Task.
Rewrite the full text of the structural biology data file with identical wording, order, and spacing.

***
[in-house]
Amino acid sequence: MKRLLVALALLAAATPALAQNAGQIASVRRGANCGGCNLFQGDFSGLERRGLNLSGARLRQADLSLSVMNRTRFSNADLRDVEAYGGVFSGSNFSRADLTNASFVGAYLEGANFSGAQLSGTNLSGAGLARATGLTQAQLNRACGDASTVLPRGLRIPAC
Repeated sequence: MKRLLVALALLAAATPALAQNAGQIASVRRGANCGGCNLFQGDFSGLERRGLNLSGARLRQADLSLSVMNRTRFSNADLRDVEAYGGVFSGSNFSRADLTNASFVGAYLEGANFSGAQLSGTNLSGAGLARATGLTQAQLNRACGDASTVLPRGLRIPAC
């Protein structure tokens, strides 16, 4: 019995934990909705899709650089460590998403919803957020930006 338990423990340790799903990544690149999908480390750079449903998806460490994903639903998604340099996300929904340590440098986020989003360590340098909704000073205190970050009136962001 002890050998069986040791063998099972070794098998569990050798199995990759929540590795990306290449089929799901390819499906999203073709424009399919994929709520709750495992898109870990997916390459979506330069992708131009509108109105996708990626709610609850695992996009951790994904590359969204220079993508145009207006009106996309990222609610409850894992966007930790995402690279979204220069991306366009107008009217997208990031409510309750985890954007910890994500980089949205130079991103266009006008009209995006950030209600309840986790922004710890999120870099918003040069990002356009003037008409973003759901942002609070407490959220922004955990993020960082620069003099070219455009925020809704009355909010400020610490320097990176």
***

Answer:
[in-house]
Amino acid sequence: MKRLLVALALLAAATPALAQNAGQIASVRRGANCGGCNLFQGDFSGLERRGLNLSGARLRQADLSLSVMNRTRFSNADLRDVEAYGGVFSGSNFSRADLTNASFVGAYLEGANFSGAQLSGTNLSGAGLARATGLTQAQLNRACGDASTVLPRGLRIPAC
Repeated sequence: MKRLLVALALLAAATPALAQNAGQIASVRRGANCGGCNLFQGDFSGLERRGLNLSGARLRQADLSLSVMNRTRFSNADLRDVEAYGGVFSGSNFSRADLTNASFVGAYLEGANFSGAQLSGTNLSGAGLARATGLTQAQLNRACGDASTVLPRGLRIPAC
């Protein structure tokens, strides 16, 4: 019995934990909705899709650089460590998403919803957020930006 338990423990340790799903990544690149999908480390750079449903998806460490994903639903998604340099996300929904340590440098986020989003360590340098909704000073205190970050009136962001 002890050998069986040791063998099972070794098998569990050798199995990759929540590795990306290449089929799901390819499906999203073709424009399919994929709520709750495992898109870990997916390459979506330069992708131009509108109105996708990626709610609850695992996009951790994904590359969204220079993508145009207006009106996309990222609610409850894992966007930790995402690279979204220069991306366009107008009217997208990031409510309750985890954007910890994500980089949205130079991103266009006008009209995006950030209600309840986790922004710890999120870099918003040069990002356009003037008409973003759901942002609070407490959220922004955990993020960082620069003099070219455009925020809704009355909010400020610490320097990176």